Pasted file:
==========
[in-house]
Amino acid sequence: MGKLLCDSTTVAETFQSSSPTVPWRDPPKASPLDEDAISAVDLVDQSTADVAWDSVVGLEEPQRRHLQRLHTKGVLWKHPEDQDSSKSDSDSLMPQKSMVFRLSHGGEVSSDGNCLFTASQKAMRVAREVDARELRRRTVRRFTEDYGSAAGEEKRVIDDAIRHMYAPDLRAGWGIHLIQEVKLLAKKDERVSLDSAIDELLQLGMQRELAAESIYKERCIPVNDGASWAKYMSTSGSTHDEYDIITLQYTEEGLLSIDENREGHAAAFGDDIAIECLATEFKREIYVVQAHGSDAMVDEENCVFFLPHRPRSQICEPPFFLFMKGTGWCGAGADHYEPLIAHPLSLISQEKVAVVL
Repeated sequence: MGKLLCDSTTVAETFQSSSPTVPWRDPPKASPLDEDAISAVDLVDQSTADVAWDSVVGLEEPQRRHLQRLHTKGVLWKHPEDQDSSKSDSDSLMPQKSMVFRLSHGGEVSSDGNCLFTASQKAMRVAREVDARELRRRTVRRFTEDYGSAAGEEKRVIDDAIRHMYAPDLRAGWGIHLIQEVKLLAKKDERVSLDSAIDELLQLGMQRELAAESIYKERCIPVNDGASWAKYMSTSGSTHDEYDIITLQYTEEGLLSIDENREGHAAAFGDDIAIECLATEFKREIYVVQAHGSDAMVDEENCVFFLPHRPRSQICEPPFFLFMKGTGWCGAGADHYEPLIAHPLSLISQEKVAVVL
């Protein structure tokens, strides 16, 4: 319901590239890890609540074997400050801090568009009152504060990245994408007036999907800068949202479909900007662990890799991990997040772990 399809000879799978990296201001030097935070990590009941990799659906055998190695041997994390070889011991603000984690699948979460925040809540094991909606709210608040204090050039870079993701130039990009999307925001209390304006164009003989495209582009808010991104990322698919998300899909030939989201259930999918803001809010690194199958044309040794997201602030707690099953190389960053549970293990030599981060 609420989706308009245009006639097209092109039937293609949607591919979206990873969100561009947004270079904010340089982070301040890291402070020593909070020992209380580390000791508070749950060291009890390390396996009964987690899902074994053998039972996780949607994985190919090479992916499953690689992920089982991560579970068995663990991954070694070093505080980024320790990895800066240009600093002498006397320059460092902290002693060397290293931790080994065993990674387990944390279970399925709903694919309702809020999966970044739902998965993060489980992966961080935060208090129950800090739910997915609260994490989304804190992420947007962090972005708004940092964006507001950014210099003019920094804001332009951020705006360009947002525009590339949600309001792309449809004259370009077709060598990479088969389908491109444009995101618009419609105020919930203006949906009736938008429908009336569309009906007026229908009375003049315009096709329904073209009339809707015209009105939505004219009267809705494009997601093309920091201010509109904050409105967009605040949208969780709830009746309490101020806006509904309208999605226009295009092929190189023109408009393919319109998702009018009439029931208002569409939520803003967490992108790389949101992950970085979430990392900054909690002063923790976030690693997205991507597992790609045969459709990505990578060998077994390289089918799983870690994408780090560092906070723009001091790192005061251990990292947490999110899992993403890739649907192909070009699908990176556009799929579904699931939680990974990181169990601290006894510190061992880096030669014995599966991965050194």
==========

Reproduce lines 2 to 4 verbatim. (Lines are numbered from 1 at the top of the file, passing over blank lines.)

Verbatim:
Amino acid sequence: MGKLLCDSTTVAETFQSSSPTVPWRDPPKASPLDEDAISAVDLVDQSTADVAWDSVVGLEEPQRRHLQRLHTKGVLWKHPEDQDSSKSDSDSLMPQKSMVFRLSHGGEVSSDGNCLFTASQKAMRVAREVDARELRRRTVRRFTEDYGSAAGEEKRVIDDAIRHMYAPDLRAGWGIHLIQEVKLLAKKDERVSLDSAIDELLQLGMQRELAAESIYKERCIPVNDGASWAKYMSTSGSTHDEYDIITLQYTEEGLLSIDENREGHAAAFGDDIAIECLATEFKREIYVVQAHGSDAMVDEENCVFFLPHRPRSQICEPPFFLFMKGTGWCGAGADHYEPLIAHPLSLISQEKVAVVL
Repeated sequence: MGKLLCDSTTVAETFQSSSPTVPWRDPPKASPLDEDAISAVDLVDQSTADVAWDSVVGLEEPQRRHLQRLHTKGVLWKHPEDQDSSKSDSDSLMPQKSMVFRLSHGGEVSSDGNCLFTASQKAMRVAREVDARELRRRTVRRFTEDYGSAAGEEKRVIDDAIRHMYAPDLRAGWGIHLIQEVKLLAKKDERVSLDSAIDELLQLGMQRELAAESIYKERCIPVNDGASWAKYMSTSGSTHDEYDIITLQYTEEGLLSIDENREGHAAAFGDDIAIECLATEFKREIYVVQAHGSDAMVDEENCVFFLPHRPRSQICEPPFFLFMKGTGWCGAGADHYEPLIAHPLSLISQEKVAVVL
């Protein structure tokens, strides 16, 4: 319901590239890890609540074997400050801090568009009152504060990245994408007036999907800068949202479909900007662990890799991990997040772990 399809000879799978990296201001030097935070990590009941990799659906055998190695041997994390070889011991603000984690699948979460925040809540094991909606709210608040204090050039870079993701130039990009999307925001209390304006164009003989495209582009808010991104990322698919998300899909030939989201259930999918803001809010690194199958044309040794997201602030707690099953190389960053549970293990030599981060 609420989706308009245009006639097209092109039937293609949607591919979206990873969100561009947004270079904010340089982070301040890291402070020593909070020992209380580390000791508070749950060291009890390390396996009964987690899902074994053998039972996780949607994985190919090479992916499953690689992920089982991560579970068995663990991954070694070093505080980024320790990895800066240009600093002498006397320059460092902290002693060397290293931790080994065993990674387990944390279970399925709903694919309702809020999966970044739902998965993060489980992966961080935060208090129950800090739910997915609260994490989304804190992420947007962090972005708004940092964006507001950014210099003019920094804001332009951020705006360009947002525009590339949600309001792309449809004259370009077709060598990479088969389908491109444009995101618009419609105020919930203006949906009736938008429908009336569309009906007026229908009375003049315009096709329904073209009339809707015209009105939505004219009267809705494009997601093309920091201010509109904050409105967009605040949208969780709830009746309490101020806006509904309208999605226009295009092929190189023109408009393919319109998702009018009439029931208002569409939520803003967490992108790389949101992950970085979430990392900054909690002063923790976030690693997205991507597992790609045969459709990505990578060998077994390289089918799983870690994408780090560092906070723009001091790192005061251990990292947490999110899992993403890739649907192909070009699908990176556009799929579904699931939680990974990181169990601290006894510190061992880096030669014995599966991965050194």